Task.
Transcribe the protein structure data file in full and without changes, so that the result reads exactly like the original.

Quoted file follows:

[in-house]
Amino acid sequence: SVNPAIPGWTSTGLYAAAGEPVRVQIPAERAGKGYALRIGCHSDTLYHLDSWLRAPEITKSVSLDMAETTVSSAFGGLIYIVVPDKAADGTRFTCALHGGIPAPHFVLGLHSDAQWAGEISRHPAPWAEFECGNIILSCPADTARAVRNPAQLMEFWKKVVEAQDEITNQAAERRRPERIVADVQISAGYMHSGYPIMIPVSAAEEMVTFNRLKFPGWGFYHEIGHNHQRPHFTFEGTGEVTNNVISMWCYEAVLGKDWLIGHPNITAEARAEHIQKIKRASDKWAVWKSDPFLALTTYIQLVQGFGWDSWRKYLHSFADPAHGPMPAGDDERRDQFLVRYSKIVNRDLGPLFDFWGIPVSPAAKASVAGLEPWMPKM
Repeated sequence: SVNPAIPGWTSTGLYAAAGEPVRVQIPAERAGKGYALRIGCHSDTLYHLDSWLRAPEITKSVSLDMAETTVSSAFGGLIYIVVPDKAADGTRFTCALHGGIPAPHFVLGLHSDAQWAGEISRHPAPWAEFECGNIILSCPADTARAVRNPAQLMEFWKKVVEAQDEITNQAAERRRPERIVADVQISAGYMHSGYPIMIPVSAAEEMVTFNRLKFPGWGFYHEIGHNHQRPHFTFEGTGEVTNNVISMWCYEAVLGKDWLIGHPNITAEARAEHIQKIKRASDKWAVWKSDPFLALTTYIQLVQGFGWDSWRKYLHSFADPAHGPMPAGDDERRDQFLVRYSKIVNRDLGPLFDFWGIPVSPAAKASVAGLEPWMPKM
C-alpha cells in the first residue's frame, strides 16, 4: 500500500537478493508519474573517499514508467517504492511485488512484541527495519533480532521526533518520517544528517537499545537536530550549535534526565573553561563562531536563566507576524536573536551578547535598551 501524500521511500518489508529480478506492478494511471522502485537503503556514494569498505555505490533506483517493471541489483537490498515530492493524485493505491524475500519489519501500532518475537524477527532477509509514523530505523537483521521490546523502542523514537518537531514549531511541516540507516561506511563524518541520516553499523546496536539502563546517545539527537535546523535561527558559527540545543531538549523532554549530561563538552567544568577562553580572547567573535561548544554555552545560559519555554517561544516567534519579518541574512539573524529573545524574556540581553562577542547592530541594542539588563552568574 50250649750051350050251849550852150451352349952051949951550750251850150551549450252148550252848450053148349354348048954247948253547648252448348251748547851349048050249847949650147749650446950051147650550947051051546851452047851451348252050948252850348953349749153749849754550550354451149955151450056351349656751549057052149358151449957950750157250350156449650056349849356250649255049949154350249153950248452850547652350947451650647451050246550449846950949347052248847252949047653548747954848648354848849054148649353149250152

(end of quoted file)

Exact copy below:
[in-house]
Amino acid sequence: SVNPAIPGWTSTGLYAAAGEPVRVQIPAERAGKGYALRIGCHSDTLYHLDSWLRAPEITKSVSLDMAETTVSSAFGGLIYIVVPDKAADGTRFTCALHGGIPAPHFVLGLHSDAQWAGEISRHPAPWAEFECGNIILSCPADTARAVRNPAQLMEFWKKVVEAQDEITNQAAERRRPERIVADVQISAGYMHSGYPIMIPVSAAEEMVTFNRLKFPGWGFYHEIGHNHQRPHFTFEGTGEVTNNVISMWCYEAVLGKDWLIGHPNITAEARAEHIQKIKRASDKWAVWKSDPFLALTTYIQLVQGFGWDSWRKYLHSFADPAHGPMPAGDDERRDQFLVRYSKIVNRDLGPLFDFWGIPVSPAAKASVAGLEPWMPKM
Repeated sequence: SVNPAIPGWTSTGLYAAAGEPVRVQIPAERAGKGYALRIGCHSDTLYHLDSWLRAPEITKSVSLDMAETTVSSAFGGLIYIVVPDKAADGTRFTCALHGGIPAPHFVLGLHSDAQWAGEISRHPAPWAEFECGNIILSCPADTARAVRNPAQLMEFWKKVVEAQDEITNQAAERRRPERIVADVQISAGYMHSGYPIMIPVSAAEEMVTFNRLKFPGWGFYHEIGHNHQRPHFTFEGTGEVTNNVISMWCYEAVLGKDWLIGHPNITAEARAEHIQKIKRASDKWAVWKSDPFLALTTYIQLVQGFGWDSWRKYLHSFADPAHGPMPAGDDERRDQFLVRYSKIVNRDLGPLFDFWGIPVSPAAKASVAGLEPWMPKM
C-alpha cells in the first residue's frame, strides 16, 4: 500500500537478493508519474573517499514508467517504492511485488512484541527495519533480532521526533518520517544528517537499545537536530550549535534526565573553561563562531536563566507576524536573536551578547535598551 501524500521511500518489508529480478506492478494511471522502485537503503556514494569498505555505490533506483517493471541489483537490498515530492493524485493505491524475500519489519501500532518475537524477527532477509509514523530505523537483521521490546523502542523514537518537531514549531511541516540507516561506511563524518541520516553499523546496536539502563546517545539527537535546523535561527558559527540545543531538549523532554549530561563538552567544568577562553580572547567573535561548544554555552545560559519555554517561544516567534519579518541574512539573524529573545524574556540581553562577542547592530541594542539588563552568574 50250649750051350050251849550852150451352349952051949951550750251850150551549450252148550252848450053148349354348048954247948253547648252448348251748547851349048050249847949650147749650446950051147650550947051051546851452047851451348252050948252850348953349749153749849754550550354451149955151450056351349656751549057052149358151449957950750157250350156449650056349849356250649255049949154350249153950248452850547652350947451650647451050246550449846950949347052248847252949047653548747954848648354848849054148649353149250152